Money doesn’t buy happiness, but it certainly makes life easier if you don’t have to worry about it! No matter how much you earn, what job you do, or how big your family is, everyone has to budget. Everyone has to decide, whatever their income, whether they can afford the new pair of shoes they want, a night out, a holiday, a meal at a restaurant, whether to re-decorate the living room or not. Disposable income – what we have left after bills and all the necessary boring stuff has come out of our wages – impacts largely on how much you can enjoy yourself in a month, but it’s interesting how this part of your budget varies depending on your employment status.
This week I’ve come across an article that claims that, after bills and essential outgoings have been paid, those not in employment have more money left over each month than those working part-time hours, or those in zero-hours jobs. Hard to believe, but it certainly seems there’s some truth in it, as their data shows.
According to Scottish Friendly’s ‘Disposable Income Index’ it certainly is true! According to their findings, 9.3% of an average unemployed person’s wages is disposable income, compared to 7.9% of a part time worker’s and 7.8% of a zero-hours worker.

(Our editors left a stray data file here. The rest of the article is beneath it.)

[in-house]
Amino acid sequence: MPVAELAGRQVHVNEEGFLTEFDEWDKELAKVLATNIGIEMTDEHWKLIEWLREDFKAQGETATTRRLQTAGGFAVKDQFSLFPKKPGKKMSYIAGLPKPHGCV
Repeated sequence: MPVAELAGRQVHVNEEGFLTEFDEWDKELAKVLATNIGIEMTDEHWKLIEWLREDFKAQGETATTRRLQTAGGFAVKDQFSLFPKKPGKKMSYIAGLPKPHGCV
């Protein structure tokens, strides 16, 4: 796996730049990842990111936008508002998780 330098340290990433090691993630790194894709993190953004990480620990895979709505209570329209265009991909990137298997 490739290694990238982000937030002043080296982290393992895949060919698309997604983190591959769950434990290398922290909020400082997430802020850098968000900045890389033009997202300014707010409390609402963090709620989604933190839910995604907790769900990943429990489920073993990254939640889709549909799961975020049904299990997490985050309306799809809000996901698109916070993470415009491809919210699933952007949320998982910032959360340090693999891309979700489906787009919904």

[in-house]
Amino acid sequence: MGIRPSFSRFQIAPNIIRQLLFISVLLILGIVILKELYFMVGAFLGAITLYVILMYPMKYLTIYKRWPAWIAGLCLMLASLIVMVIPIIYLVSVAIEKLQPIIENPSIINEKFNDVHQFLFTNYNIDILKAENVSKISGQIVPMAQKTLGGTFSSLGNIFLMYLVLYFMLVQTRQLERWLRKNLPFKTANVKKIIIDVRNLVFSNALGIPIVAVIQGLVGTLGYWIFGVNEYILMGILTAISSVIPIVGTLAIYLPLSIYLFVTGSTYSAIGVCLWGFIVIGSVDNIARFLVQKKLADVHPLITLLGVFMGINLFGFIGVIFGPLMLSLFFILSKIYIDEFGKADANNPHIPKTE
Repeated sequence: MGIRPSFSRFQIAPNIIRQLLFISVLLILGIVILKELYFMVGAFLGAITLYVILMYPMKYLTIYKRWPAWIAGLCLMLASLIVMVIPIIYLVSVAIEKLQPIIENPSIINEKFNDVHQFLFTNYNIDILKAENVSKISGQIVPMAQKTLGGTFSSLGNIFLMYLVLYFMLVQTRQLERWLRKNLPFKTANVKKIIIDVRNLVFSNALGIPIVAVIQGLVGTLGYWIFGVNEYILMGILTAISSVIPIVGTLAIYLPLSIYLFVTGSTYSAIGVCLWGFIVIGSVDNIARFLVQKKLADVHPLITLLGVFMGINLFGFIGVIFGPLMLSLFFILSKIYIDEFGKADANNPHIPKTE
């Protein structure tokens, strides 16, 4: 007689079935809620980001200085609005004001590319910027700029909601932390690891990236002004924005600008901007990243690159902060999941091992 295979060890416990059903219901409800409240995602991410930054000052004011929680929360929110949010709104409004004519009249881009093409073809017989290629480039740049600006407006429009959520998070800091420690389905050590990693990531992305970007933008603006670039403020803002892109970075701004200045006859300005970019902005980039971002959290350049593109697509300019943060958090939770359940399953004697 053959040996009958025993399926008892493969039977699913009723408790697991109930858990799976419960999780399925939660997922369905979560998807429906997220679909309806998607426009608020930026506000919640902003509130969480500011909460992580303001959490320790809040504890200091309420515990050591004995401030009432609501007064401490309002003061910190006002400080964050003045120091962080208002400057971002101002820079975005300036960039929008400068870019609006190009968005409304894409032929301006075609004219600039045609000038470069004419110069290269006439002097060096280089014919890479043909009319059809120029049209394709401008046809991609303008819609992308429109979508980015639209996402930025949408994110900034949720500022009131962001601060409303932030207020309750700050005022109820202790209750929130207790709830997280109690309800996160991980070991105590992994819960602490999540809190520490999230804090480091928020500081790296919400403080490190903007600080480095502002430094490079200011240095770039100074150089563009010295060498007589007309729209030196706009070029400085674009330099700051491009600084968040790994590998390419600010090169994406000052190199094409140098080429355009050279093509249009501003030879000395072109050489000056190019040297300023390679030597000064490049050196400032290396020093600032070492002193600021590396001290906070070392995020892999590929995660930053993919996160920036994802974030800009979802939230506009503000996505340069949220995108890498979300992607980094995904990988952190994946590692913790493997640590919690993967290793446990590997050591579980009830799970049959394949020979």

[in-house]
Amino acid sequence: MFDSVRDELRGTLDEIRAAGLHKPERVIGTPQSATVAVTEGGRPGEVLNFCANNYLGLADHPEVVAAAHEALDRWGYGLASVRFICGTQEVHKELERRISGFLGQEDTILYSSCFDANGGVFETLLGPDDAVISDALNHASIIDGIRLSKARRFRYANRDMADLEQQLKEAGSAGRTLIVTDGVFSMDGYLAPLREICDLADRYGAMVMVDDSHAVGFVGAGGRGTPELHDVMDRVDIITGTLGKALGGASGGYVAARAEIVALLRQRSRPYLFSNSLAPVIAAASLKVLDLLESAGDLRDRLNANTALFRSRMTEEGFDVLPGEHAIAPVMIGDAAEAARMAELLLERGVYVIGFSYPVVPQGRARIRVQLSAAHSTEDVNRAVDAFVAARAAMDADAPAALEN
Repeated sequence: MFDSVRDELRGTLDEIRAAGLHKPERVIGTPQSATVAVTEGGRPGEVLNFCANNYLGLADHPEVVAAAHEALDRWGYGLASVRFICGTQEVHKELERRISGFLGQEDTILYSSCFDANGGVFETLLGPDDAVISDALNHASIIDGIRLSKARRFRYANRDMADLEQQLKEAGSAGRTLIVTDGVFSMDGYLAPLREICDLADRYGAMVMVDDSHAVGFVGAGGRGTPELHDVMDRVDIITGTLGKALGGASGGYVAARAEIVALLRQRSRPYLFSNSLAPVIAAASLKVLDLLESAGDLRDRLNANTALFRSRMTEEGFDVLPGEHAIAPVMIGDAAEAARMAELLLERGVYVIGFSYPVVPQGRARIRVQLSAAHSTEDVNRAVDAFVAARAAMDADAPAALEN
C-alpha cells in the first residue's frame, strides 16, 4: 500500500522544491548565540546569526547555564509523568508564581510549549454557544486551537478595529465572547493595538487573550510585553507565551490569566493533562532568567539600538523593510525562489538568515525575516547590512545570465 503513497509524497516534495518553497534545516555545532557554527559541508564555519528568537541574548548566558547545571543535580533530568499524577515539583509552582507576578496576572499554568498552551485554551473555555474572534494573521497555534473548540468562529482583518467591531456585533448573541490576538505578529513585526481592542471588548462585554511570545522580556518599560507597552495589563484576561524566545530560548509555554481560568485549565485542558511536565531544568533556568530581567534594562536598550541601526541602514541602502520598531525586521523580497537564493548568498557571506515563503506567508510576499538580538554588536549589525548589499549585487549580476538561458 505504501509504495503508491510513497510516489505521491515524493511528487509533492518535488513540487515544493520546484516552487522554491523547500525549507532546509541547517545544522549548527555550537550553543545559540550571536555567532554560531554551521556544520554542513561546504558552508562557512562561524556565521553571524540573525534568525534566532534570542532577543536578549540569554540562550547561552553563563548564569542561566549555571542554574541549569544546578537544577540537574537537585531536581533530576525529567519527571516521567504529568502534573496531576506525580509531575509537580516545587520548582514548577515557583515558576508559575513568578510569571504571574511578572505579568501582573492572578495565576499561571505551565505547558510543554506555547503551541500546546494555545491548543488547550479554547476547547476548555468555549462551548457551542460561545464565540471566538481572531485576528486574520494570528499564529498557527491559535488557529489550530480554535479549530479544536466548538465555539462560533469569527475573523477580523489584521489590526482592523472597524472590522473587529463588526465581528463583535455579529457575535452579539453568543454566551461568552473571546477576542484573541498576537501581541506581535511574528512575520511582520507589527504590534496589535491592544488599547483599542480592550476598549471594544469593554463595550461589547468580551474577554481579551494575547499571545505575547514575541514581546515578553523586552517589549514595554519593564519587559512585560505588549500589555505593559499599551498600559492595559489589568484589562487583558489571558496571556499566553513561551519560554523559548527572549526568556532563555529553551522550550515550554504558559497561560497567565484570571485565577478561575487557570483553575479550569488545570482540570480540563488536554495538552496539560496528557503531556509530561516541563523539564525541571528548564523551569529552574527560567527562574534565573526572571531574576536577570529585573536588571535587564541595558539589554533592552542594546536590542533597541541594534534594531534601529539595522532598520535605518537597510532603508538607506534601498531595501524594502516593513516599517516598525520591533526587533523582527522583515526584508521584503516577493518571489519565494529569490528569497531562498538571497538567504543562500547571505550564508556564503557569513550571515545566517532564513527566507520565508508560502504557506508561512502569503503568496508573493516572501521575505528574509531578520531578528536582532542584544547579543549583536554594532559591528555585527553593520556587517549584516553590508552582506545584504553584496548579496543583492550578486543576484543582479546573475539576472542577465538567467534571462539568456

For obvious reasons, this is a concern! Where’s the incentive to work?! In my opinion, it seems only fair that those working should be rewarded.
The Other Side!
Having said that, concentrating solely on the percentage of wage that is a person’s disposable income may not show the whole story. Scottish Friendly suggests the average disposable income for someone unemployed is £174 a month, but £192 for part-time workers. There’s not much of a difference, but it does clearly show those in employment have more money to “play” with each month than those not working, suggesting there is a benefit to gaining employment. Not a great deal of difference though!
Although on further examination of the report, it seems hourly workers only have £130 disposable income a month (on average)! A significantly lower number! Don’t think you’d be able to treat yourself to many pairs of shoes or days out on that!
And the Good News?
According to the report, our disposable income is on the up! Hooray! Nationwide, it’s risen by an average of 2.3% in the last 3 months. Seems that’s occurred right in time for Christmas!
This is a sponsored post from Scottish Friendly